Guide to the Mobile Homes Act 2013

On 26 March 2013 the Government passed a new law (the Mobile Homes Act 2013) which is designed to give greater protection to occupiers of residential mobile (park) homes.

Most of these new changes will come into force on 26 May 2013, with others following at a later date. All owners and residents of residential sites need to be aware of the new changes so they can make sure they comply.

Changes to Site Licensing (came into force on 1 April 2014)

Some of the most important changes in the new Act deal with the site licences issued to park owners by local authorities.

  • For the first time, local authorities may charge the site owner a fee for applying for a site licence – whether a fee is payable, and if so how much, will be decided by the authority in question;
  • As well as an application fee, local authorities are now allowed to charge park owners an annual fee for the site licence – the level of this fee will depend on various factors. Failure to pay the annual fee may eventually lead to the site licence being revoked;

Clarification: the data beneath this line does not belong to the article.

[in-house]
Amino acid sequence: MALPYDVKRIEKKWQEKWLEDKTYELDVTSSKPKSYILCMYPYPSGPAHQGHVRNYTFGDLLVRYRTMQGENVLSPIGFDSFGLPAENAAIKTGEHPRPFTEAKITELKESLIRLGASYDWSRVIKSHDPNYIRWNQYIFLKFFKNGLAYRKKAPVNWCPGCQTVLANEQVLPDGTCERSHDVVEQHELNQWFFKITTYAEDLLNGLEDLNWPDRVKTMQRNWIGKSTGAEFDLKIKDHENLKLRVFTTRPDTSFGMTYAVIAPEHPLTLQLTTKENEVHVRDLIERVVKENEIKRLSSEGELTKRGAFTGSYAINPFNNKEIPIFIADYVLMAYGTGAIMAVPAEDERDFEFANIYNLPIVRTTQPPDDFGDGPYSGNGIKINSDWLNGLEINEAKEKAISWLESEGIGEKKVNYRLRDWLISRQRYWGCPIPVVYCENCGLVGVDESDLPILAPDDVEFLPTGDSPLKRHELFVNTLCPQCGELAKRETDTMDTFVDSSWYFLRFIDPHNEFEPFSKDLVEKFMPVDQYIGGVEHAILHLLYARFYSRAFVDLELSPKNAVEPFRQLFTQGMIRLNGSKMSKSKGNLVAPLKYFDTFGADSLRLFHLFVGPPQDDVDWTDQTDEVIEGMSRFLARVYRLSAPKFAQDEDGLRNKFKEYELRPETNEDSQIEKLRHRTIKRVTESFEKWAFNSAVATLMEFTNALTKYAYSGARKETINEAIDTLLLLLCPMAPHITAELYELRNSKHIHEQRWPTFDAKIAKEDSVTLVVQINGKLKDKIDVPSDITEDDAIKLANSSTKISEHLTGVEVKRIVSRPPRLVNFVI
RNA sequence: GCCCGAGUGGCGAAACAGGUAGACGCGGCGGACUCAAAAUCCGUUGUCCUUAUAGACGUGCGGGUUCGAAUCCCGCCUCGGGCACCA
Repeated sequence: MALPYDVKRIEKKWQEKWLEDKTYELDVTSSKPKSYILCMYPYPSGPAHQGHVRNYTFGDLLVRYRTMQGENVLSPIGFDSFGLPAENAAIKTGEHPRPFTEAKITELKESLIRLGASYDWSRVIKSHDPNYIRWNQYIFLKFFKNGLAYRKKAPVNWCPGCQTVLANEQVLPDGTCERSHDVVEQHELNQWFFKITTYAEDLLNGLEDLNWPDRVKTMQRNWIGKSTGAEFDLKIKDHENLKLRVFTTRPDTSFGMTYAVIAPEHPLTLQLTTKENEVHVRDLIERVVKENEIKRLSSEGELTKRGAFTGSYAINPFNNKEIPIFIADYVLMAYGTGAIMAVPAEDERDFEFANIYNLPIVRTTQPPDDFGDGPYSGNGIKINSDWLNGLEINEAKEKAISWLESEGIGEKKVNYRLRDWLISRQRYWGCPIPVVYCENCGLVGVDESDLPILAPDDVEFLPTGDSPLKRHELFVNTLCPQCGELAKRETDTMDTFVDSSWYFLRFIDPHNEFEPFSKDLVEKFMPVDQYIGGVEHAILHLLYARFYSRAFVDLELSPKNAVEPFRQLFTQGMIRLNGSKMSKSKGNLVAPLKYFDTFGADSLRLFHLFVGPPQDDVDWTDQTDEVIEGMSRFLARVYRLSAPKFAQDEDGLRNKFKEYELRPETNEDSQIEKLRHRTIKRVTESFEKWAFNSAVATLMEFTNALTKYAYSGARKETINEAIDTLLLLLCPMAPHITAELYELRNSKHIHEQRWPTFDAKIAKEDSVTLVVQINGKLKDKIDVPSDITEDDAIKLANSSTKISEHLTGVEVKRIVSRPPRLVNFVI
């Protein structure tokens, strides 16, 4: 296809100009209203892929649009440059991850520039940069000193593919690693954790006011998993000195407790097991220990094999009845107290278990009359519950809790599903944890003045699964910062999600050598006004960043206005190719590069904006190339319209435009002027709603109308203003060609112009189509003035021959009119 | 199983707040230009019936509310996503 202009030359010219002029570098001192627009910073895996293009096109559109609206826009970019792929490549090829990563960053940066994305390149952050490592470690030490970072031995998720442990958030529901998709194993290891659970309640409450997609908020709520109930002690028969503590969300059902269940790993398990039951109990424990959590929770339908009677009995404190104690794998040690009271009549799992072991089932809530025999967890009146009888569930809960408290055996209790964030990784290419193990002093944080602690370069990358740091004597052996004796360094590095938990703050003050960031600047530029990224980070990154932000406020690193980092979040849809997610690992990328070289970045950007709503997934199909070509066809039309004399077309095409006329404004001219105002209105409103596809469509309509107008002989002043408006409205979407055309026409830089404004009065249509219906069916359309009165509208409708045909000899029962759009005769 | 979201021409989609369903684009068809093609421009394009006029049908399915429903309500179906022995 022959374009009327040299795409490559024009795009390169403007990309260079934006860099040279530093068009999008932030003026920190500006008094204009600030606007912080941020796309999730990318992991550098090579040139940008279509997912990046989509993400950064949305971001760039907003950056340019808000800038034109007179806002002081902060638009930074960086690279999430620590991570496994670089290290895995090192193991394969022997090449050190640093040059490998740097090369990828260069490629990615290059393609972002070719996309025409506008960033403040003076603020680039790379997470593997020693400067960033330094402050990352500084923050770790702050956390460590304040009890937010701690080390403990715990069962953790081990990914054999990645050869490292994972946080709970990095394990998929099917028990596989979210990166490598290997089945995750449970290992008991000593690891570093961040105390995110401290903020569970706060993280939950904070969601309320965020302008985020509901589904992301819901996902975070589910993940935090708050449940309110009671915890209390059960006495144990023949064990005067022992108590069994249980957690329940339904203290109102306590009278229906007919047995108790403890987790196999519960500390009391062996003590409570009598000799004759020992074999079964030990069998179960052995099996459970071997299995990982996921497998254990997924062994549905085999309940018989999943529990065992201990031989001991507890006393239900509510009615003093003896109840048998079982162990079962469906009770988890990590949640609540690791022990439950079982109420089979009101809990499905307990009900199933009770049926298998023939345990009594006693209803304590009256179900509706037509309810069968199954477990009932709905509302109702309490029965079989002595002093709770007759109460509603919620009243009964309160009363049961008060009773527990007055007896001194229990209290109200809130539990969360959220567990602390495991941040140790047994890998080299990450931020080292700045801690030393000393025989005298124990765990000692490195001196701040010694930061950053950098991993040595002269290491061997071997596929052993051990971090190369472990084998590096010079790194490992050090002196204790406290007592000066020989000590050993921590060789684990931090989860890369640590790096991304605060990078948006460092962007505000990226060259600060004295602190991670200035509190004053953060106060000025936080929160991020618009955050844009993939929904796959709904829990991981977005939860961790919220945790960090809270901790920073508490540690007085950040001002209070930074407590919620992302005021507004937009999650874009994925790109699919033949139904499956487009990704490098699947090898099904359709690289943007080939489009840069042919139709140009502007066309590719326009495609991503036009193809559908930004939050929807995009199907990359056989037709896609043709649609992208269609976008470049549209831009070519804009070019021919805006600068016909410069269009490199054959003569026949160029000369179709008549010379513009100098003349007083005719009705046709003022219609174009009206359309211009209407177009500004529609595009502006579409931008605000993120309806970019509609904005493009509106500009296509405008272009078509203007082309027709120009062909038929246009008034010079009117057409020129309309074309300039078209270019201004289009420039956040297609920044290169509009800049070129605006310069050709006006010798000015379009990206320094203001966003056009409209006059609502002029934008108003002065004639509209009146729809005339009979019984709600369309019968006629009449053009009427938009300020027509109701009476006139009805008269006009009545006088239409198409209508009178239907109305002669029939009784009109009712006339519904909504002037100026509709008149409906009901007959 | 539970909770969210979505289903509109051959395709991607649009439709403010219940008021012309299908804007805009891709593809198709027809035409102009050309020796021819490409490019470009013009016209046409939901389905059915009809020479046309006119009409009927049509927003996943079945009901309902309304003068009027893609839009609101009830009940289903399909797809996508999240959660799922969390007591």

• Local authorities in England have been given the power to refuse to grant a site licence where it considers that the applicant is unsuitable to hold a licence. There is currently no guidance on what factors a local authority can apply when making this decision, although regulations may be published in the future;
  • The Act gives Parliament the ability to introduce a “fit and proper person” test for park owners and managers – this test will not apply immediately, but may be introduced in the future if it is considered appropriate.

Breach of Site Licence Conditions by Park Owner (came into force on 1 April 2014)

Local authorities have been given new powers to enforce site licence conditions against park owners. If a park owner is in breach of any of its site licence conditions the local authority may serve a “Compliance Notice” on the park owner. This Notice will:

  • Set out the breaches which have been identified;
  • Tell the park owner what he must do to correct the breaches;
  • Tell the park owner when he must correct the breaches; and
  • Explain how the park owner may appeal against the Notice.